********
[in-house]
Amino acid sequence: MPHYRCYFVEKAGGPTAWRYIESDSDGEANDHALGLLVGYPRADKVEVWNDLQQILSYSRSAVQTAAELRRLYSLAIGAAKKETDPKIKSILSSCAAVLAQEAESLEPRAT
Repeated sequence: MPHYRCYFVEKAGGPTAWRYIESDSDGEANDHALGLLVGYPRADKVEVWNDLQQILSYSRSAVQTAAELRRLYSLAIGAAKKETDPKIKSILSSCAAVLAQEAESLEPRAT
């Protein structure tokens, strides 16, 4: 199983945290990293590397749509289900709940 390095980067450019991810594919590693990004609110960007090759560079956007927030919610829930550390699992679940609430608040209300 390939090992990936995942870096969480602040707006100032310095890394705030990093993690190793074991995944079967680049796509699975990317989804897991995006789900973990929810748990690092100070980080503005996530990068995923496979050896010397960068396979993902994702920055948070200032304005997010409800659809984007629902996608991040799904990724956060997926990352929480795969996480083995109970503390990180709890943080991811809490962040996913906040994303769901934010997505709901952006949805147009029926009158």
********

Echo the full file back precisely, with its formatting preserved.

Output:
[in-house]
Amino acid sequence: MPHYRCYFVEKAGGPTAWRYIESDSDGEANDHALGLLVGYPRADKVEVWNDLQQILSYSRSAVQTAAELRRLYSLAIGAAKKETDPKIKSILSSCAAVLAQEAESLEPRAT
Repeated sequence: MPHYRCYFVEKAGGPTAWRYIESDSDGEANDHALGLLVGYPRADKVEVWNDLQQILSYSRSAVQTAAELRRLYSLAIGAAKKETDPKIKSILSSCAAVLAQEAESLEPRAT
């Protein structure tokens, strides 16, 4: 199983945290990293590397749509289900709940 390095980067450019991810594919590693990004609110960007090759560079956007927030919610829930550390699992679940609430608040209300 390939090992990936995942870096969480602040707006100032310095890394705030990093993690190793074991995944079967680049796509699975990317989804897991995006789900973990929810748990690092100070980080503005996530990068995923496979050896010397960068396979993902994702920055948070200032304005997010409800659809984007629902996608991040799904990724956060997926990352929480795969996480083995109970503390990180709890943080991811809490962040996913906040994303769901934010997505709901952006949805147009029926009158």